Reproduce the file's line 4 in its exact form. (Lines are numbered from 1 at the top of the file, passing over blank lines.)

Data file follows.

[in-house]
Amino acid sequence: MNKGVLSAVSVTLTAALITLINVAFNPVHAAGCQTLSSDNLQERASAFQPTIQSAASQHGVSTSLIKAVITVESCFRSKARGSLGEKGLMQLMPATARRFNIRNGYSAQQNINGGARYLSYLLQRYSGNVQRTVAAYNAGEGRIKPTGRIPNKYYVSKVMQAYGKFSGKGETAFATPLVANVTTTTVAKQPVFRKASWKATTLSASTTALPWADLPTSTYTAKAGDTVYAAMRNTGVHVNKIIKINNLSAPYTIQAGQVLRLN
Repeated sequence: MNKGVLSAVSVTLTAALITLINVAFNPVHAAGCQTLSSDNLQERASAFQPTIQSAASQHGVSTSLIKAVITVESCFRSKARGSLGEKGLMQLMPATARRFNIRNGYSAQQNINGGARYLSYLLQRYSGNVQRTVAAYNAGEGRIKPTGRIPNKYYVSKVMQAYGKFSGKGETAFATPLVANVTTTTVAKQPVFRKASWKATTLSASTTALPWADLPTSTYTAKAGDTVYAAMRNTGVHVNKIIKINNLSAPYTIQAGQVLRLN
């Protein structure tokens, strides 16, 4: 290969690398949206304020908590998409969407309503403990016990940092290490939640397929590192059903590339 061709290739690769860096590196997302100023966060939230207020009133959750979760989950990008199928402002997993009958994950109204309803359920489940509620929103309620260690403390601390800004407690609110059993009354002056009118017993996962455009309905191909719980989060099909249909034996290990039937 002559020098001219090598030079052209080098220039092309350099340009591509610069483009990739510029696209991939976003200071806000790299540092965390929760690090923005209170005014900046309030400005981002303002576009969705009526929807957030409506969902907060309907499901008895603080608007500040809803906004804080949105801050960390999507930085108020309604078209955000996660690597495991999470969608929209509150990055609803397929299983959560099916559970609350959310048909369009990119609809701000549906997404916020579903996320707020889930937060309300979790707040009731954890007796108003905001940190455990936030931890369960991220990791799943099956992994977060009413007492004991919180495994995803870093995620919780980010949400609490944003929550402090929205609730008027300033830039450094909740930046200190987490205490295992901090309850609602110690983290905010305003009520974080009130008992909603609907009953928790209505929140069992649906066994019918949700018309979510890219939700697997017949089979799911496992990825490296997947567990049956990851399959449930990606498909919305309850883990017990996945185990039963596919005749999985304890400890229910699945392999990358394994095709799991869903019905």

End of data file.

């Protein structure tokens, strides 16, 4: 290969690398949206304020908590998409969407309503403990016990940092290490939640397929590192059903590339 061709290739690769860096590196997302100023966060939230207020009133959750979760989950990008199928402002997993009958994950109204309803359920489940509620929103309620260690403390601390800004407690609110059993009354002056009118017993996962455009309905191909719980989060099909249909034996290990039937 002559020098001219090598030079052209080098220039092309350099340009591509610069483009990739510029696209991939976003200071806000790299540092965390929760690090923005209170005014900046309030400005981002303002576009969705009526929807957030409506969902907060309907499901008895603080608007500040809803906004804080949105801050960390999507930085108020309604078209955000996660690597495991999470969608929209509150990055609803397929299983959560099916559970609350959310048909369009990119609809701000549906997404916020579903996320707020889930937060309300979790707040009731954890007796108003905001940190455990936030931890369960991220990791799943099956992994977060009413007492004991919180495994995803870093995620919780980010949400609490944003929550402090929205609730008027300033830039450094909740930046200190987490205490295992901090309850609602110690983290905010305003009520974080009130008992909603609907009953928790209505929140069992649906066994019918949700018309979510890219939700697997017949089979799911496992990825490296997947567990049956990851399959449930990606498909919305309850883990017990996945185990039963596919005749999985304890400890229910699945392999990358394994095709799991869903019905």